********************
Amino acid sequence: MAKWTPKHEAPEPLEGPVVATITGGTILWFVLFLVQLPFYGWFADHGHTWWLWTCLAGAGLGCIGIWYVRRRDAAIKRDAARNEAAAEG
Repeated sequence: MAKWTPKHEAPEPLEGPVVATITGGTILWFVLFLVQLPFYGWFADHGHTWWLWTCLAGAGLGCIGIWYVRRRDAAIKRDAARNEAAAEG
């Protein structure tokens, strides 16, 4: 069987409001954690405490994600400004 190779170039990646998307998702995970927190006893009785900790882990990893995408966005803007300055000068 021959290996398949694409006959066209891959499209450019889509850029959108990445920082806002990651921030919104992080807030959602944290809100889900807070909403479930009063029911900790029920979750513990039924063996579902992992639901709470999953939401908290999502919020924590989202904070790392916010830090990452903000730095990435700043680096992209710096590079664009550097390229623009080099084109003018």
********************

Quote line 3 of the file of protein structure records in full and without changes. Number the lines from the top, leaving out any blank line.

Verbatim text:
């Protein structure tokens, strides 16, 4: 069987409001954690405490994600400004 190779170039990646998307998702995970927190006893009785900790882990990893995408966005803007300055000068 021959290996398949694409006959066209891959499209450019889509850029959108990445920082806002990651921030919104992080807030959602944290809100889900807070909403479930009063029911900790029920979750513990039924063996579902992992639901709470999953939401908290999502919020924590989202904070790392916010830090990452903000730095990435700043680096992209710096590079664009550097390229623009080099084109003018």